As we start this new year, the pace of retail development in the marketplace shows no signs of slowing down.
Gone are the days of speculative construction in geographic areas where growth is expected to take place. Instead, we’ve seen good sites and existing space in core markets utilized and absorbed, as retailers and restaurants steadily catch up to consumer demand.
Demand is so high that the RBC Capital Market Report recently estimated that around the country, retailers plan to open almost 80,000 new stores over the next two years — a staggering number. Restaurants are leading the charge in new development.
The focus on development continues to be on sites in dominant retail corridors, and since many users have essentially the same site criteria, it creates price pressure and a shortage of available sites. This means developers must become more creative in site selections.
1. How is the focus on high-quality locations impacting the real estate development process?
High-demand locations continue to dominate. Consequently, available sites in these areas tend to get a high level of interest from buyers. In many cases, retailers and restaurants relocate from under-performing locations, which means more retailers are looking to move to the same prime spots.
These conditions are why it’s important to identify a range of sites that fit the criteria for the retailer you are working for. This is a strategy Halpern uses to locate sites and create value from the start of the development process for the clients we serve.
2. What can industry professionals do to manage rising costs?
As development and construction costs continue to rise, returns get squeezed. At the same time, sites often contain challenges to be overcome — which is why it’s critical to have quality architectural and engineering partners on your team who can help value-engineer a project from the start.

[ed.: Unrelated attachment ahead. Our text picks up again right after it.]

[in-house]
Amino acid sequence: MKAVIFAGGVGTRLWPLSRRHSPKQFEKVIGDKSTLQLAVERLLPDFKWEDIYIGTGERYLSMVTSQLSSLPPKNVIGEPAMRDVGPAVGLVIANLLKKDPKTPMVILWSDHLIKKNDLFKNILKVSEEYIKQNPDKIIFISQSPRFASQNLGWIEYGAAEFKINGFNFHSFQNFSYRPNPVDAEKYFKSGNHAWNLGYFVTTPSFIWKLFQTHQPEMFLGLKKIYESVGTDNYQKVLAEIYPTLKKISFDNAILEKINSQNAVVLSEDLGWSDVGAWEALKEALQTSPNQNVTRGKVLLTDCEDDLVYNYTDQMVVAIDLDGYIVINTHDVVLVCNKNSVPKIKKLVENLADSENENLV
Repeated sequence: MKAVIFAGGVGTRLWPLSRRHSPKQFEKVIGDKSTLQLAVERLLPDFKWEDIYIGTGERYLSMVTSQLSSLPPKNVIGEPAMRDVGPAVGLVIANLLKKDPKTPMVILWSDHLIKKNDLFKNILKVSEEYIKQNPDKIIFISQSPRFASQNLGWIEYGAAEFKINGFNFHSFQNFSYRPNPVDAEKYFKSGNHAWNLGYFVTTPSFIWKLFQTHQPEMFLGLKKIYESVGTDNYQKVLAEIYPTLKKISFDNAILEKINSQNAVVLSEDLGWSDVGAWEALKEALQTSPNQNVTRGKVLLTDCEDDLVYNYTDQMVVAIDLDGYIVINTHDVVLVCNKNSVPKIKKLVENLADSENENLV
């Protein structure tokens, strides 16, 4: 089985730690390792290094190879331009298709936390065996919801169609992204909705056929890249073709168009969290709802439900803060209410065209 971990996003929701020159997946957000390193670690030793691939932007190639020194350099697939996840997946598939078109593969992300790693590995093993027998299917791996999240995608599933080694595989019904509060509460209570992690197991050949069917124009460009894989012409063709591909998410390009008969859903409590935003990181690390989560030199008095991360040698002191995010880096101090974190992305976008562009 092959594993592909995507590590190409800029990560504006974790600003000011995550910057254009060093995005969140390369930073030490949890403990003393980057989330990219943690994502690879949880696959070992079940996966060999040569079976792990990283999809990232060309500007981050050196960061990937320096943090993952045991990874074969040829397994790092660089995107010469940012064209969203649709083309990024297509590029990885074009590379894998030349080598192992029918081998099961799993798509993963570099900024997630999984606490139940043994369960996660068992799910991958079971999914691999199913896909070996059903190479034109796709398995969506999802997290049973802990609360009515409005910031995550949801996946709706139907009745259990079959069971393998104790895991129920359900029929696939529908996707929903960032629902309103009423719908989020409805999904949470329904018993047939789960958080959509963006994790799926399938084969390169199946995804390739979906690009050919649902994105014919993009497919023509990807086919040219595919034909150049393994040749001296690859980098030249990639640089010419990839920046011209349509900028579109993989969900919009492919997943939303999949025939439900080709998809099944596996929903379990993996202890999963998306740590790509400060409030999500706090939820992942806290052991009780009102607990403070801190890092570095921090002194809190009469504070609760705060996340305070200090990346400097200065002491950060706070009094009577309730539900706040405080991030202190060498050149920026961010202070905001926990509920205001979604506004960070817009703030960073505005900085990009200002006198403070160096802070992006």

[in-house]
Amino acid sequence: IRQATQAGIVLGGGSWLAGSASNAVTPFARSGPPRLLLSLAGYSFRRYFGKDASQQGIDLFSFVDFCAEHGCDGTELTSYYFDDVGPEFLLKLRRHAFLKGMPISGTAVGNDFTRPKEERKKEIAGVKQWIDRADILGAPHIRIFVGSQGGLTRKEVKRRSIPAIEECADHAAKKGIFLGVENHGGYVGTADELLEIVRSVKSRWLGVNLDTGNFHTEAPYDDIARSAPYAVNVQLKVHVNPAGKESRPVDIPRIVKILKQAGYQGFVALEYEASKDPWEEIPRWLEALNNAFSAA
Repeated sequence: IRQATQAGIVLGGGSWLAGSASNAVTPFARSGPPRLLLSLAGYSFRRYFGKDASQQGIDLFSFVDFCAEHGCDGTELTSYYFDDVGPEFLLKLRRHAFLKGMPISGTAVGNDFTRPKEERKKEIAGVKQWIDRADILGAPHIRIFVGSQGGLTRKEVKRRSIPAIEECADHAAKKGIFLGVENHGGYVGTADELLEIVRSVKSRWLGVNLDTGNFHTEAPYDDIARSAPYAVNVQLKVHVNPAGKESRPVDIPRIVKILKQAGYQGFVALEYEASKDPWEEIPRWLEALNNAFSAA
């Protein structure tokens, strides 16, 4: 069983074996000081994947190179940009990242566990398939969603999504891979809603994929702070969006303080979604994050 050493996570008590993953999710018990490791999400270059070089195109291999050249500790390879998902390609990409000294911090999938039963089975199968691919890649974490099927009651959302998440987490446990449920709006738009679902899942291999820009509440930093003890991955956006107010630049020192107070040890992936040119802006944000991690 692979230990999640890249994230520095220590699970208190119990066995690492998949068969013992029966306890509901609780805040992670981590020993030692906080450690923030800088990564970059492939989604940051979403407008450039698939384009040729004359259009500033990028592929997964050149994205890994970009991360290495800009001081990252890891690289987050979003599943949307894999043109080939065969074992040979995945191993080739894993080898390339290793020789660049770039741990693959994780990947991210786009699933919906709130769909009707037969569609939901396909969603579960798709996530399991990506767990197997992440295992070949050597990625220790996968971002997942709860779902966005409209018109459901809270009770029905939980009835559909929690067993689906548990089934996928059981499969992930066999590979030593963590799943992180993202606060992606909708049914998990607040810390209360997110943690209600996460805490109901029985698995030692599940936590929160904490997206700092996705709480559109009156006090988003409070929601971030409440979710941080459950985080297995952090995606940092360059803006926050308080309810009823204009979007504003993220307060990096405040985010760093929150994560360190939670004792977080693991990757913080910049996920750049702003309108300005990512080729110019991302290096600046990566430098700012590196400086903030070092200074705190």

Ultimately, the retailer or restaurant makes a decision based on its own economic model. Those models vary across the board, so it’s important to have quality partners from the start to maximize a project’s potential value.
3. What are the sweet spots in the marketplace right now?
Outparcels and parking lots where you can build represent some of the best options for creating successful projects in prime locations. “Carve-outs” are situated within the parking lot of a retailer, and though they are more complex projects to complete, they can yield good results for the developer and retailer.
4. What are some smart strategies developers should use in the year ahead?
If a site holds more potential for a different type of retailer than with the current retailer, it could make economic sense to buy the site with an existing tenant and relocate the tenant, or buy out the lease and repurpose the property for a better user.
In one example from my experience, an owner replaced a large casual dining chain’s location in Columbia, Missouri, with a new Chick-fil-A, which required scrapping the existing building and having the new location built from scratch. The payoff: The Chick-fil-A that replaced it has significant drawing power for the center and creates new traffic that would not be there otherwise.
Doing this is more complicated from a legal and planning perspective, but it’s worth considering as it can create substantially more value for both the retailer and developer.
Marc Kirchhoff, CCIM, is a Vice President at Halpern Enterprises, leading the company’s build-to-suit retail development division which finds and develops sites for national tenants.
This piece was originally published in Shopping Center Business.